By working with a physiotherapist, you will learn how to work your big and small stabilizer muscles alike, the latter of which will go a long way to keeping overuse pain from creeping up. A physiotherapist will also help you develop your core, which will help prevent a wide variety of injuries, especially those pertaining to the lower back. In addition, physio will provide guidance on custom warmups and cool-downs that will include stretches and the use of stability balls, balance trainers, exercise tubes and bands, foam rollers, and even a stationary bike, a regime which you can apply at home before and after your ride.
Think of a physiotherapist are your partner on the asphalt, but without the need for a tandem set up.
3. Custom Orthotics for Riders
Unless you’ve already received corrective instruction (and you stick to it) your feet and legs are misaligned during the act of pedaling. Your foot is typically not in effective contact with the inside of the shoe, and instead pronates to establish contact. Meanwhile, your legs rotate internally with the knees not being centered over the pedals which often results in the aforementioned repetitive strain injury. While bike fit (again, see below) will help, footwear can be just as important.
A physiotherapy clinic that offers custom orthotics will have someone on staff that will examine your foot structure and mechanics and determine how your feet may be contributing to pain you’re experiencing while riding. Beyond a treatment plan, a physiotherapist will either suggest over the counter insoles or custom foot orthotics.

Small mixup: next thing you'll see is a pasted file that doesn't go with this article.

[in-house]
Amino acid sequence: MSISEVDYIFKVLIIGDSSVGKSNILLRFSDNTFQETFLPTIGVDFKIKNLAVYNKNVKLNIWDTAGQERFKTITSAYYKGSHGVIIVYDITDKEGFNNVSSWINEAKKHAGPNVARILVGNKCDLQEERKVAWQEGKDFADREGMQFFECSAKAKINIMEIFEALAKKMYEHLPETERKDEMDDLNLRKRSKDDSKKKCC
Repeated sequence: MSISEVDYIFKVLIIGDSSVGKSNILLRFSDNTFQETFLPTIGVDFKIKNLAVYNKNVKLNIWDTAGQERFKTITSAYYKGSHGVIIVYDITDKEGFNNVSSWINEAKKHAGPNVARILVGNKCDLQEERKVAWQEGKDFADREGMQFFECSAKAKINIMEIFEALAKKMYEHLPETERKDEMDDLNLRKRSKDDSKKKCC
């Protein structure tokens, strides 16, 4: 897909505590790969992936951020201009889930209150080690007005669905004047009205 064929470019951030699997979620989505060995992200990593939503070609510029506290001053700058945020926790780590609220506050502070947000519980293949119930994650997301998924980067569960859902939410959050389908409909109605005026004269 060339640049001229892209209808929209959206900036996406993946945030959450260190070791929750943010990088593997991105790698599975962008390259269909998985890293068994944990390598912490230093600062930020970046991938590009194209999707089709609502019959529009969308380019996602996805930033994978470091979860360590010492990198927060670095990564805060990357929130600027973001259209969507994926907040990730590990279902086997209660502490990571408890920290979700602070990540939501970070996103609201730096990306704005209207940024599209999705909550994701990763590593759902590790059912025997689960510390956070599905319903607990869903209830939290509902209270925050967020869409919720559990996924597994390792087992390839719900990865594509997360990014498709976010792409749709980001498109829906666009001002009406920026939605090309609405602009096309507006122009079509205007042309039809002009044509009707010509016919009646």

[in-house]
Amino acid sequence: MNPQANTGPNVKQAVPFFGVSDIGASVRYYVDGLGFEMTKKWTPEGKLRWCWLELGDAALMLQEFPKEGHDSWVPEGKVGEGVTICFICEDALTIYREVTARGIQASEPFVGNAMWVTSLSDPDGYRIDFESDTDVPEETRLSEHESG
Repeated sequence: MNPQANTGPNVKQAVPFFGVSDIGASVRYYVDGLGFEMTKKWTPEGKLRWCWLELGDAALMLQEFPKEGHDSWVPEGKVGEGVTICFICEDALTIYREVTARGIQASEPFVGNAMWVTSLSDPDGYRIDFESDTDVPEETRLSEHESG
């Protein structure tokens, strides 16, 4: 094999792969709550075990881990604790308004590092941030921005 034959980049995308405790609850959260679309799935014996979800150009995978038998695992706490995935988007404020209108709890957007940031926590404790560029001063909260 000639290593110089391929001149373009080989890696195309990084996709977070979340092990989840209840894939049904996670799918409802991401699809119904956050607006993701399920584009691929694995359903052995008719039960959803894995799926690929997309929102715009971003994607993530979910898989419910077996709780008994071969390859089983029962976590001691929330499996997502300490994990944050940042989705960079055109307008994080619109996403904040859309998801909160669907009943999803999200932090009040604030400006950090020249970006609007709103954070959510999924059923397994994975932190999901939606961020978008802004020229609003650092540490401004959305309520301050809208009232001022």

The mistake some cyclists make, is that they assume the same orthotics they use for running can be used for riding. However, there’s a big difference. Given that the primary point of contact is the forefoot, you can expect a much lower profile for the orthotic’s hind foot. Cycling orthotics materials are often lighter light yet stiffer since the foot doesn’t have to go through as great a range of motion. Ultimately, a custom cycling orthotic will realign your foot structure, minimize disagreeable foot motions and relieve pressure.
Keep in mind that custom orthotics can be applied not just to relieve pain and discomfort, but enhance performance through improved pedaling efficiency, giving you a leg (foot?) up over others sharing the path with you.
4. Bike Fitting
Bike fitting is the primary non-injury related reason for an avid cyclist to consult with a physiotherapist. Bike fitting, by definition, is a process which adjusts a given bicycle to fit a rider’s body. The intent is to optimize the experience for safety and comfort, prevent overuse injuries, and to improve biomechanics for maximal efficiency and performance.
Not only will you receive a comprehensive physical assessment, your therapist will inquire about your history of cycling-related injuries, your equipment (bike/s, shoes, etc.), and your overall goals. Learn more about the bike fitting service available at our clinic, complete with rates and information about how it may be covered by your insurance policy.
For all other questions about how we can help you achieve your goals on the road/path while remaining injury free, or to schedule your initial consultation, contact Absolute PhysioCare today.